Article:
Putting academics to use in real-world opportunities

Earlier this semester, fourth-year anthropology student Jennifer Spring lobbied government officials at the United Nations, while Christine Kirby, who is working on her MA in anthropology, flew to Iqaluit to help identify ways to improve the health system in Nunavut.

Not only did the trips allow both students to contribute to the work of NGOs, but they also earned course credit at the same time.

Spring and Kirby are both completing placements under the field placement option offered as part of their degrees. It allows anthropology students working on a thesis to gain real-life experience related to their research.

Students have been placed with organizations as diverse as the Canadian International Development Agency, the Canadian Museum of Civilization, a Buddhist temple and an advertising agency.

Louise de la Gorgendière, who is an associate professor in anthropology, says the placements are structured so the students help the organization and add to their own research.

“It opens opportunities for them to see how they can use their anthropological skills and knowledge in a real-life situation.”

The students spend one day a week at their placements and, while the number of participants varies each year, about 15 to 20 per cent of anthropology students take advantage of the option annually.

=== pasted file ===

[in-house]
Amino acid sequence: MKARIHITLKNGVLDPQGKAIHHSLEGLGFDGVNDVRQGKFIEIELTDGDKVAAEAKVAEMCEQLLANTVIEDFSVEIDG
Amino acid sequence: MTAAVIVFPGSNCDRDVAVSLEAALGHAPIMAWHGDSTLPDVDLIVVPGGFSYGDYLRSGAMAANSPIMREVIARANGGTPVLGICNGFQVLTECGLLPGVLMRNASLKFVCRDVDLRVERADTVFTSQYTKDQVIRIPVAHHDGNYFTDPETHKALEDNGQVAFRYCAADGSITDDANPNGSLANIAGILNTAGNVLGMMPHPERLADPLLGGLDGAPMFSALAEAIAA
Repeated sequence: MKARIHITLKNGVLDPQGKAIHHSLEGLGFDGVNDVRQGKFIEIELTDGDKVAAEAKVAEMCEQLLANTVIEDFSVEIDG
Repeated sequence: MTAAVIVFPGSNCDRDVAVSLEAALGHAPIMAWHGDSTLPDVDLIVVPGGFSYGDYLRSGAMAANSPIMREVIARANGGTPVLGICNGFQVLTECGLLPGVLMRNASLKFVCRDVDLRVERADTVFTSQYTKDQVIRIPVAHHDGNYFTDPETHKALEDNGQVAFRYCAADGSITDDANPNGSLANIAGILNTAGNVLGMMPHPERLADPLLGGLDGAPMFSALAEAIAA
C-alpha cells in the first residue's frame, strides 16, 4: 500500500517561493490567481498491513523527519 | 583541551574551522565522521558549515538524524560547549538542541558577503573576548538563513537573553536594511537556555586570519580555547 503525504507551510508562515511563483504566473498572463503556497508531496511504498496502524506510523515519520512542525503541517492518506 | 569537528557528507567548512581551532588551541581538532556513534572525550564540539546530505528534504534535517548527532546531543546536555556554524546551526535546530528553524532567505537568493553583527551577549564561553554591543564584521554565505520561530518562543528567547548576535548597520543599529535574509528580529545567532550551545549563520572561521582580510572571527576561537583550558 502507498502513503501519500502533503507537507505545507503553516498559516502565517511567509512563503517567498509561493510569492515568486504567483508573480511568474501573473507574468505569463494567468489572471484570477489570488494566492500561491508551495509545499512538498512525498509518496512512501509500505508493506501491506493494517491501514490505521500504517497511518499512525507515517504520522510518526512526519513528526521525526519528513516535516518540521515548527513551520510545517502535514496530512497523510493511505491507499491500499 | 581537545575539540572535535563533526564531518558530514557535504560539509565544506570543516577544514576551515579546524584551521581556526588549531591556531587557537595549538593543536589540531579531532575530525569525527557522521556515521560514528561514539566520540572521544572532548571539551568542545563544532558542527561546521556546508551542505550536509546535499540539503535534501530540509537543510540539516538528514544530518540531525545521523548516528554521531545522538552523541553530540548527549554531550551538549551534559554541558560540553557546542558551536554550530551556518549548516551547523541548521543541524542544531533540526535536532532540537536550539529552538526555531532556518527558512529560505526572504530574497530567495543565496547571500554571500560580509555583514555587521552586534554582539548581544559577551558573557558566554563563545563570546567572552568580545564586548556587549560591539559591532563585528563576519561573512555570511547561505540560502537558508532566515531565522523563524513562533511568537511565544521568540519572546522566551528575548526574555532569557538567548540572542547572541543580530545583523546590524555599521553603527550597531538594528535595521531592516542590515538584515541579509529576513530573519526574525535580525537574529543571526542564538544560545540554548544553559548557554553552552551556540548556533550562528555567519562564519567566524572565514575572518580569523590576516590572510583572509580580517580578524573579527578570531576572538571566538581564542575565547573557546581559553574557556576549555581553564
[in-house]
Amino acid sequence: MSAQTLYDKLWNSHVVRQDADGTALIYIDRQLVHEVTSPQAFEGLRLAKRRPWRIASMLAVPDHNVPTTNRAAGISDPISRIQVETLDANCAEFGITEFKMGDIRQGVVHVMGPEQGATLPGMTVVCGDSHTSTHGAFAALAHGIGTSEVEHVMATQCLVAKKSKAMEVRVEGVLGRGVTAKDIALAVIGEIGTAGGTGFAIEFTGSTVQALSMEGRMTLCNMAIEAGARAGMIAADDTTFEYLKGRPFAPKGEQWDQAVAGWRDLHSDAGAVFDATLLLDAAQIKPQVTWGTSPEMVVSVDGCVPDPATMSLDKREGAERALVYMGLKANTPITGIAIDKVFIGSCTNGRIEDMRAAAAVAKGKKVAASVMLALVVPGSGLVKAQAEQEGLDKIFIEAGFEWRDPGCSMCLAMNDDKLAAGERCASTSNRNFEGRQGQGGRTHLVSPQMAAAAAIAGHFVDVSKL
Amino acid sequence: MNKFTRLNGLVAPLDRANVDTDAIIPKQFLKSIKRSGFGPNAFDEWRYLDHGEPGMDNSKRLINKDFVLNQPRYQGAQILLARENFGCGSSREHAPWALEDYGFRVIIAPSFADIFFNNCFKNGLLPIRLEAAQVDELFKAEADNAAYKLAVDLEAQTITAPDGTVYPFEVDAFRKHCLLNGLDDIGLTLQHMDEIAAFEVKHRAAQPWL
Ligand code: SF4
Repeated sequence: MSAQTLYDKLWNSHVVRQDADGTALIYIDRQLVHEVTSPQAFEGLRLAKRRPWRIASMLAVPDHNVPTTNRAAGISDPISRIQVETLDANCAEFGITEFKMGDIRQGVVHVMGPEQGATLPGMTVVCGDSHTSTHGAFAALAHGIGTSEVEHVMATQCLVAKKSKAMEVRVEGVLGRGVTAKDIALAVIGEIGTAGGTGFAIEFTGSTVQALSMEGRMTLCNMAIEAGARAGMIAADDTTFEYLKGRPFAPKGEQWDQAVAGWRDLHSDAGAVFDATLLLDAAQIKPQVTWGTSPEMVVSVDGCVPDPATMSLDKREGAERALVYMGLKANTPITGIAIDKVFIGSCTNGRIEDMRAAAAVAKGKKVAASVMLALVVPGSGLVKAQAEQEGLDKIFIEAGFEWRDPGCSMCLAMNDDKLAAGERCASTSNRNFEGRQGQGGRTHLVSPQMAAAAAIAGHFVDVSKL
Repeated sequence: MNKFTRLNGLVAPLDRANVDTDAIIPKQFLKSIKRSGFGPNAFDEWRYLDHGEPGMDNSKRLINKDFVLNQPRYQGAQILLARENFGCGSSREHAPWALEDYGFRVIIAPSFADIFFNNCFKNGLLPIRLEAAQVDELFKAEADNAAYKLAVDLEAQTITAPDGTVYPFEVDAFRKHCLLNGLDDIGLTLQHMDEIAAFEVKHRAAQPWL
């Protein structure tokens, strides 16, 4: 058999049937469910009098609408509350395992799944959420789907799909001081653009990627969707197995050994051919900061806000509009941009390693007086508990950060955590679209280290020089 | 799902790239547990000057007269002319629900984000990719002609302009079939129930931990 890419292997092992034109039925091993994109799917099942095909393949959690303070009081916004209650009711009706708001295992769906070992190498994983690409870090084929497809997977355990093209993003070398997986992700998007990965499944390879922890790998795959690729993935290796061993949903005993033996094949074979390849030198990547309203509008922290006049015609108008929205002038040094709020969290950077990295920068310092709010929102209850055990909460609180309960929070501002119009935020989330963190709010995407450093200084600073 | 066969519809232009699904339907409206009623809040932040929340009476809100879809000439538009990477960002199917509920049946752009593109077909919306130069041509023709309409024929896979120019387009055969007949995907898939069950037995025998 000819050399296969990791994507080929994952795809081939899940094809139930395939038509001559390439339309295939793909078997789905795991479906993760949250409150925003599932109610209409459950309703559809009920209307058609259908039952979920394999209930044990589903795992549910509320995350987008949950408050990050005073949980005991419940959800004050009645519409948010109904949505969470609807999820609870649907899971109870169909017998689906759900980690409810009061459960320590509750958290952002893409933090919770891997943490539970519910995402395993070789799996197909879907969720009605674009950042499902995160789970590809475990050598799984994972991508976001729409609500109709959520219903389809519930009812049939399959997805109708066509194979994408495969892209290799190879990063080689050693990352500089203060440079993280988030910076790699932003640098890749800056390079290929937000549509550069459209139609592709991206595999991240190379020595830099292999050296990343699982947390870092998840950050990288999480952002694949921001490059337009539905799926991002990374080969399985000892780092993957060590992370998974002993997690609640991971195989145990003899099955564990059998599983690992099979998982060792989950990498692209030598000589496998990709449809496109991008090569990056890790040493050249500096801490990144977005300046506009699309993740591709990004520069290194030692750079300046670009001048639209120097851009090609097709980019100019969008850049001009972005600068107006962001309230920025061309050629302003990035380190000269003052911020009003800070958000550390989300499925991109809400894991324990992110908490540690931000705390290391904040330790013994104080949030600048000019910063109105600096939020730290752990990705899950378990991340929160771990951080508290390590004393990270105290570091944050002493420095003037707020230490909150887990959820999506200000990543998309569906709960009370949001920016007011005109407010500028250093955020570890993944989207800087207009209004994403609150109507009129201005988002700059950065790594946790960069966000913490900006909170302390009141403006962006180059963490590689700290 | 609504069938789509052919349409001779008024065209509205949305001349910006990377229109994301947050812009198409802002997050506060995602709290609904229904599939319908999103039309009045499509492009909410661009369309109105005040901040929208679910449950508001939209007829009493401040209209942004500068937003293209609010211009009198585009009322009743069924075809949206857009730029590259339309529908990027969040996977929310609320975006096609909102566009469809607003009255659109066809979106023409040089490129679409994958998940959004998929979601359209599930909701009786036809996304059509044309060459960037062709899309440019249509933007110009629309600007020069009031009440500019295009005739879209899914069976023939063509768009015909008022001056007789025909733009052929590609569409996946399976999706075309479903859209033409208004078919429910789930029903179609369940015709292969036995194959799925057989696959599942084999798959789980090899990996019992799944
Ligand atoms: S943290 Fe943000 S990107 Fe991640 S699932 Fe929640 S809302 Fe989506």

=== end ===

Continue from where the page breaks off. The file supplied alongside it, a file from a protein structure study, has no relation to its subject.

Kirby, whose research includes development and the North, was placed with the Canadian Health Services Research Foundation. She worked as project co-ordinator and once her placement is over, she will continue in this capacity for five months as a paid employee.

Her workload this summer will include putting together a research team, organizing the next meeting in Iqaluit and working on the final proposal. “Personally, I am so grateful,” she says. “A job like this I would have to work for five or 10 years to get without the placement.”

Spring has also been offered a job for the summer after her placement with the Canadian Labour Congress ends. Her research involves gender equality and HIV/AIDS in Botswana; she worked on an HIV/AIDS baseline survey being conducted by the CLC. She was sent to the United Nations for the 53rd Session on the UN Commission on the Status of Women where she participated in discussions about HIV/AIDS with other delegates, and in the lobbying of governments like Cambodia.

This entry was written by Anja Karadeglija and posted in the issue. Tags applied to this article are: , . Leave a comment, bookmark the permalink or share the following short URL for this article via social media: http://carletonnow.carleton.ca/?p=437

Anja Karadeglija

By Anja Karadeglija

Anja Karadeglija completed two undergraduate degrees at Carleton: a Bachelor of Journalism and a B.A. in Political Science. She currently works as a freelance journalist.

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